Adapter module for MySQL.
It handles and pools the connections to the MySQL database using
mariaex and a connection pool, such as
MySQL options split in different categories described below. All options should be given via the repository configuration. These options are also passed to the module specified in the
:pool option, so check that module’s documentation for more options.
Those options should be set in the config file and require recompilation in order to make an effect.
:adapter- The adapter name, in this case,
:pool- The connection pool module, defaults to
:pool_timeout- The default timeout to use on pool calls, defaults to
:timeout- The default timeout to use on queries, defaults to
:hostname- Server hostname
:port- Server port (default: 3306)
:password- User password
:ssl- Set to true if ssl should be used (default: false)
:ssl_opts- A list of ssl options, see Erlang’s
:parameters- Keyword list of connection parameters
:connect_timeout- The timeout for establishing new connections (default: 5000)
:socket_options- Specifies socket configuration
:socket_options are particularly useful when configuring the size of both send and receive buffers. For example, when Ecto starts with a pool of 20 connections, the memory usage may quickly grow from 20MB to 50MB based on the operating system default values for TCP buffers. It is advised to stick with the operating system defaults but they can be tweaked if desired:
socket_options: [recbuf: 8192, sndbuf: 8192]
We also recommend developers to consult the Mariaex documentation for a complete listing of all supported options.
:charset- the database encoding (default: “utf8”)
:collation- the collation order
:dump_path- where to place dumped structures
There are some limitations when using Ecto with MySQL that one needs to be aware of.
Since Ecto uses transactions, MySQL users running old versions (5.1 and before) must ensure their tables use the InnoDB engine as the default (MyISAM) does not support transactions.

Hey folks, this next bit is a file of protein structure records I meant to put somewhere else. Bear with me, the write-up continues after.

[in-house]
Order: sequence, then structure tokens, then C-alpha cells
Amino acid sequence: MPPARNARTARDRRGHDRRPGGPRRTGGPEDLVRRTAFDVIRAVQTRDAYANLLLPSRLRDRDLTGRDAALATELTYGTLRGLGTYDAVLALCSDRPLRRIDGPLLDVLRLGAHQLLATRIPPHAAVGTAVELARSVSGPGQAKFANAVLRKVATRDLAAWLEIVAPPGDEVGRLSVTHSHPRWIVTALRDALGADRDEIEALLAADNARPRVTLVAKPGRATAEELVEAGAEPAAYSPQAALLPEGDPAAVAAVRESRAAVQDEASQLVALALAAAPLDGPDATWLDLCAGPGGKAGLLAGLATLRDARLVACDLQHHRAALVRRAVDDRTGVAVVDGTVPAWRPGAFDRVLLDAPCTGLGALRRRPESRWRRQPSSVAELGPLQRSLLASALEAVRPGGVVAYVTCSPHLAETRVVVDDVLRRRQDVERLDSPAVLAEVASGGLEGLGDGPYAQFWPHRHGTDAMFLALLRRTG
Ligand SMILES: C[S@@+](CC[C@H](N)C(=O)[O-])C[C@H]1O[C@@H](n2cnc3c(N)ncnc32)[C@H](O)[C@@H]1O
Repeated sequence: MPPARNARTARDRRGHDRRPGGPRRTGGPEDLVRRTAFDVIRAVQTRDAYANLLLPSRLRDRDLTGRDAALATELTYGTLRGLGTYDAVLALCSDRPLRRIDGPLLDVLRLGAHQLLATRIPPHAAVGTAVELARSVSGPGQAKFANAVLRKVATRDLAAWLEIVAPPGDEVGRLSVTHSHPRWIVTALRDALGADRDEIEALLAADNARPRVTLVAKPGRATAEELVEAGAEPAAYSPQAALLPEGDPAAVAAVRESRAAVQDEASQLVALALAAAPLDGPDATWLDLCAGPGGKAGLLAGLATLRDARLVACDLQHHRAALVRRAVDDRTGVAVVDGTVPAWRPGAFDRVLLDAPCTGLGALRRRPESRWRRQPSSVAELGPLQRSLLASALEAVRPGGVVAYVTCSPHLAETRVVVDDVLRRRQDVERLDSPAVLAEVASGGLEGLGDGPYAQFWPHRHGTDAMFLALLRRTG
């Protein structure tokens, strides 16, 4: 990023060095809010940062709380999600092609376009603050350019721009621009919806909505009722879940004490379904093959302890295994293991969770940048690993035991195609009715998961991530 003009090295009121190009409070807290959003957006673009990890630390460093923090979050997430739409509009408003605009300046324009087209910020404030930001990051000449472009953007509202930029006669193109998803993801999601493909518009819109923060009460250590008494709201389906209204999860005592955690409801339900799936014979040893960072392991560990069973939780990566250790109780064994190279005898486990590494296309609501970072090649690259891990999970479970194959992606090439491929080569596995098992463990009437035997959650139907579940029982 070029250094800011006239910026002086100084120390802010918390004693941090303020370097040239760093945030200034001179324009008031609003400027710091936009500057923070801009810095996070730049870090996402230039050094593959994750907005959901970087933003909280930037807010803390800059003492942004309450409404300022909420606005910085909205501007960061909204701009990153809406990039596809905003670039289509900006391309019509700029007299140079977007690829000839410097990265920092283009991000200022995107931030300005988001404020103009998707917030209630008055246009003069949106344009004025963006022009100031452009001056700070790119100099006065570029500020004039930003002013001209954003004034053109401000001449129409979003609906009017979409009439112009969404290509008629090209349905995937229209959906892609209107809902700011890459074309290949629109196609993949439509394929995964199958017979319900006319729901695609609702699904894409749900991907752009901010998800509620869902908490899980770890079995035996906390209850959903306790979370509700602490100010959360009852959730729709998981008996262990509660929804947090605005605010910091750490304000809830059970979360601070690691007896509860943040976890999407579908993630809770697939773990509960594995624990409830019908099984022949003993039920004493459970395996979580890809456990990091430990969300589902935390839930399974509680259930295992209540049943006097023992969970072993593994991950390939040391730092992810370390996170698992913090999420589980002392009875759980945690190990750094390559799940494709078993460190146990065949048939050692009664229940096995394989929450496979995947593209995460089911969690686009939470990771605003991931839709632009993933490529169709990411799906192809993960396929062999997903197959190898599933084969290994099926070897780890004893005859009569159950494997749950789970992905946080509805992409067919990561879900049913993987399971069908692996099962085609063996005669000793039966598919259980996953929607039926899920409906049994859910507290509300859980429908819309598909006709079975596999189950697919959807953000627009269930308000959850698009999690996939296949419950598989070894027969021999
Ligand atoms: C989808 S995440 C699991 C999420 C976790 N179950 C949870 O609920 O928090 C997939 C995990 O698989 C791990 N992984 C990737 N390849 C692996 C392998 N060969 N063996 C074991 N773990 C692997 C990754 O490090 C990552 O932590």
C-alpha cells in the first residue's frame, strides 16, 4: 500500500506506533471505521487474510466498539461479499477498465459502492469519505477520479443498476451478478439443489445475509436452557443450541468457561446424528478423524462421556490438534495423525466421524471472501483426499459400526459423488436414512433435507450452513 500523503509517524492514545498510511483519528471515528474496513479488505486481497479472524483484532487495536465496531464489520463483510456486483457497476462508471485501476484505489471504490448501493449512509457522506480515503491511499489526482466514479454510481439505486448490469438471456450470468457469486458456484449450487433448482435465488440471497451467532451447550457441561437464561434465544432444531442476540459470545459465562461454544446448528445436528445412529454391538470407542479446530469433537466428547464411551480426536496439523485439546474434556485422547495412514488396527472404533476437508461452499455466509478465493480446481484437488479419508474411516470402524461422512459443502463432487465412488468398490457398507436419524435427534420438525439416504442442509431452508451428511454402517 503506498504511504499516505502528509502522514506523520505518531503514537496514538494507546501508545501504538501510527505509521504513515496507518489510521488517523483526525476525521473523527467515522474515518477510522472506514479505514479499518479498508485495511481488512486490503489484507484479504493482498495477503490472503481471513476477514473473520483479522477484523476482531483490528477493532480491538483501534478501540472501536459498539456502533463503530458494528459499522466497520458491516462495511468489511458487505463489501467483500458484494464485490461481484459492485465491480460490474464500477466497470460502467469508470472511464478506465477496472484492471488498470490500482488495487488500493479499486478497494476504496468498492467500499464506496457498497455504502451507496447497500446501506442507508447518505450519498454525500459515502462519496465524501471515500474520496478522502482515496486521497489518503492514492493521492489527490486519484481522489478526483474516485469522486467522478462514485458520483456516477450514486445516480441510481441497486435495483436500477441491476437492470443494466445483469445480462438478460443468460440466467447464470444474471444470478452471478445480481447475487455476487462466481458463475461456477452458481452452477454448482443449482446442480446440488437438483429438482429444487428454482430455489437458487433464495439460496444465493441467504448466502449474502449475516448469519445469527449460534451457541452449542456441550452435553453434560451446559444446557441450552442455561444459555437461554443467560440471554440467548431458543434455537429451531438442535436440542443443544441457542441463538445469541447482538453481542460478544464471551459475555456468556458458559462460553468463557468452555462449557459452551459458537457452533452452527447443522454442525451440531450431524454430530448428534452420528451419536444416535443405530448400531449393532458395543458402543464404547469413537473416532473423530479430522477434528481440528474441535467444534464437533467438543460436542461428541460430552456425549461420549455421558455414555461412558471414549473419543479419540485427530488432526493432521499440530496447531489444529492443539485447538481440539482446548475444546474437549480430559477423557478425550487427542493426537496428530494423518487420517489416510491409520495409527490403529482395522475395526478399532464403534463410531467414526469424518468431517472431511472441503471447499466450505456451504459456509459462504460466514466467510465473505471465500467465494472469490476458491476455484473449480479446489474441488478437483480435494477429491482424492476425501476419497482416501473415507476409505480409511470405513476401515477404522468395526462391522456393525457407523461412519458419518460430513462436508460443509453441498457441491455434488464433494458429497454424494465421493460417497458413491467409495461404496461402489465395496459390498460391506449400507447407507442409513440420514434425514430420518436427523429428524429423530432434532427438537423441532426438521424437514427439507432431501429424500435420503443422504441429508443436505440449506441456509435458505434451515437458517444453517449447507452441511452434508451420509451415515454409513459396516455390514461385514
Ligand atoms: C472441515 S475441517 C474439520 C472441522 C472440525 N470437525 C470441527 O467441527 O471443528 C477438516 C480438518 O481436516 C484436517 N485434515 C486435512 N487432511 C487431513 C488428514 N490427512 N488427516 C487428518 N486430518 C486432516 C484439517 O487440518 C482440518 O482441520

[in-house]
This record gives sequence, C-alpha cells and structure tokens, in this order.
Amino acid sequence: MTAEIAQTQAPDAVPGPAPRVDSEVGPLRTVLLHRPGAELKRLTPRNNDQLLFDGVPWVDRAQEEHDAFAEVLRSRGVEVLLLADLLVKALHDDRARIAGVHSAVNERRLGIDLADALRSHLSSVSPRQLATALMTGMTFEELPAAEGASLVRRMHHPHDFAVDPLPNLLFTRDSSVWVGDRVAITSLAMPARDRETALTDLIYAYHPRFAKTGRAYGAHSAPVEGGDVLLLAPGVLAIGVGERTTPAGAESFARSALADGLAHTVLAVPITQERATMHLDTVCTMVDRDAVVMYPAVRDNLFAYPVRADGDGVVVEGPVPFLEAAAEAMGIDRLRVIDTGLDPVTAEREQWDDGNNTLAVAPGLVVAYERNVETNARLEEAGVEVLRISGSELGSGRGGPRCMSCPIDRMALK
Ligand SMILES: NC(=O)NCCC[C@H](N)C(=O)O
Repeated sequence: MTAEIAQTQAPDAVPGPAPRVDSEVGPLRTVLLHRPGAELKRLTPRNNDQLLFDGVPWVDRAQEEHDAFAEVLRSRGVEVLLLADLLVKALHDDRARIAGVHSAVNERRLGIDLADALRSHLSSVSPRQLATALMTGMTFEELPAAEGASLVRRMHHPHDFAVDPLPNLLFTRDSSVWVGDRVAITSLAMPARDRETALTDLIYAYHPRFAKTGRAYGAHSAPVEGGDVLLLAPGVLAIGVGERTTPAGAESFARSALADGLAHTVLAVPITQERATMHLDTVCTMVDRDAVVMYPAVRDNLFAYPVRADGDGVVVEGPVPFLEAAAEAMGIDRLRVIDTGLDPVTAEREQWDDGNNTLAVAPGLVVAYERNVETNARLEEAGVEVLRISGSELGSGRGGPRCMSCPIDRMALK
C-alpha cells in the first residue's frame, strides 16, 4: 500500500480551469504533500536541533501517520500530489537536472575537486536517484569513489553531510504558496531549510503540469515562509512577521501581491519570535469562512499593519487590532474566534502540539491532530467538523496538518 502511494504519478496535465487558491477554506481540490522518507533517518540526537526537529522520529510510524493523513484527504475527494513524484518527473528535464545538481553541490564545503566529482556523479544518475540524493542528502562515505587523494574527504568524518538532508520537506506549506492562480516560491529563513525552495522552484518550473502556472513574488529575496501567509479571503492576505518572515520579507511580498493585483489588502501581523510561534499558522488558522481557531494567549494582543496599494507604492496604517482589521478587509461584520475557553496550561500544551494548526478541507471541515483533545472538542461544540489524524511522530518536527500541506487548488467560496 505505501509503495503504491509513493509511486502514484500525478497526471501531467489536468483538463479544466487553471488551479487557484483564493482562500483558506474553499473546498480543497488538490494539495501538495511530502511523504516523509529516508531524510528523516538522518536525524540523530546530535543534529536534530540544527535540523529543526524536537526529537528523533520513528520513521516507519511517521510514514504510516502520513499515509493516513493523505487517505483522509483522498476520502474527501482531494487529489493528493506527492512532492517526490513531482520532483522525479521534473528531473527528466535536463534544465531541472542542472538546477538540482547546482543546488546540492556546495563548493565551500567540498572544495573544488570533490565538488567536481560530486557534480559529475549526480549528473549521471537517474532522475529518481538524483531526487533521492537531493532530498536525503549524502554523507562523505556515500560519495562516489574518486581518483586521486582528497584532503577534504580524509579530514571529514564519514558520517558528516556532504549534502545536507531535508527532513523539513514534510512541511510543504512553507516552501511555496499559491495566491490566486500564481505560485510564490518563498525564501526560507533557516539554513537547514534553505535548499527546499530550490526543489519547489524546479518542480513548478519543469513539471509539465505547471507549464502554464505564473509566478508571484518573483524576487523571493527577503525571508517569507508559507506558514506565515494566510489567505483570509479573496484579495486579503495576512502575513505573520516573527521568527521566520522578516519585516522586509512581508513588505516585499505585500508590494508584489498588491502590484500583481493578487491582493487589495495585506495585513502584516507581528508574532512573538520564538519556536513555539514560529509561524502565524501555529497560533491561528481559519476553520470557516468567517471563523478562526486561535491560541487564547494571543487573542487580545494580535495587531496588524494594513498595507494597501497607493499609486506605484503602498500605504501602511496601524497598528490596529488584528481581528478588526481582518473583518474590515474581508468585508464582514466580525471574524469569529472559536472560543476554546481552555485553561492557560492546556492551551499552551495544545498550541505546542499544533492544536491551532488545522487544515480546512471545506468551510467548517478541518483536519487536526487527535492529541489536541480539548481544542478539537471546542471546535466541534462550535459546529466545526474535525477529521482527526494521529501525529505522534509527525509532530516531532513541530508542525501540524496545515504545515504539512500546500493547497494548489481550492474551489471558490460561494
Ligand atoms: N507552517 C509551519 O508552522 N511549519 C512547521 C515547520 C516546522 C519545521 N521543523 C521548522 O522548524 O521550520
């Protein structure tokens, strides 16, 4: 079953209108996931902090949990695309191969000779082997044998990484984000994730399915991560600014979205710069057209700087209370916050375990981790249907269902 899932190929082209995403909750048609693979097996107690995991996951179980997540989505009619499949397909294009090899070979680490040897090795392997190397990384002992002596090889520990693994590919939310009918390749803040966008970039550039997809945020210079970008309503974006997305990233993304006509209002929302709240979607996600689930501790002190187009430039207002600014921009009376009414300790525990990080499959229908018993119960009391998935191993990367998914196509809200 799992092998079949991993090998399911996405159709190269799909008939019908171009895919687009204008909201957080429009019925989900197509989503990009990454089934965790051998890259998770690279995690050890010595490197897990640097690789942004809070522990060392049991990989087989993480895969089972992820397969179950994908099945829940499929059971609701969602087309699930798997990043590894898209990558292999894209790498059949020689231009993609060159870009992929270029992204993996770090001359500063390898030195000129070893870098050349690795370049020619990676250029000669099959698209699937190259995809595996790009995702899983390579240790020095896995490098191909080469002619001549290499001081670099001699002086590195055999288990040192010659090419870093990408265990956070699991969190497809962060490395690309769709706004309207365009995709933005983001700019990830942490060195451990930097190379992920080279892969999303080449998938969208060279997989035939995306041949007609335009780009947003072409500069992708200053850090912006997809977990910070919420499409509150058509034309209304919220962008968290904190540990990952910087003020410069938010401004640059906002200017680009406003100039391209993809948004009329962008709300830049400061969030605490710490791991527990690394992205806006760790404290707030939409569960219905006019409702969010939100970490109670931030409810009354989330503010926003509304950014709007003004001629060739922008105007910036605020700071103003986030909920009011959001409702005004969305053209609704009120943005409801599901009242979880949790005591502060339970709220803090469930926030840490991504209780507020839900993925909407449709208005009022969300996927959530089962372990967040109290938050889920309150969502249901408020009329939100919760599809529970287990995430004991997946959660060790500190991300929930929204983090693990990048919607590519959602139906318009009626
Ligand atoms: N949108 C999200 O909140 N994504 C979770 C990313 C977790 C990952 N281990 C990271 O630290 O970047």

Tables created by Ecto are guaranteed to use InnoDB, regardless of the MySQL version.
MySQL does not support UUID types. Ecto emulates them by using
Because MySQL does not support RETURNING clauses in INSERT and UPDATE, it does not support the
:read_after_writes option of
MySQL does not support migrations inside transactions as it automatically commits after some commands like CREATE TABLE. Therefore MySQL migrations does not run inside transactions.
Old MySQL versions did not support usec in datetime while more recent versions would round or truncate the usec value.
Therefore, in case the user decides to use microseconds in datetimes and timestamps with MySQL, be aware of such differences and consult the documentation for your MySQL version.
Assuming your version of MySQL supports microsecond precision, you will need to explicitly set it on the relevant columns in your migration. For explicitly declared columns you can add the
size: 6 option. If you’re using the
timestamps() helper you can use
© 2012 Plataformatec
Licensed under the Apache License, Version 2.0.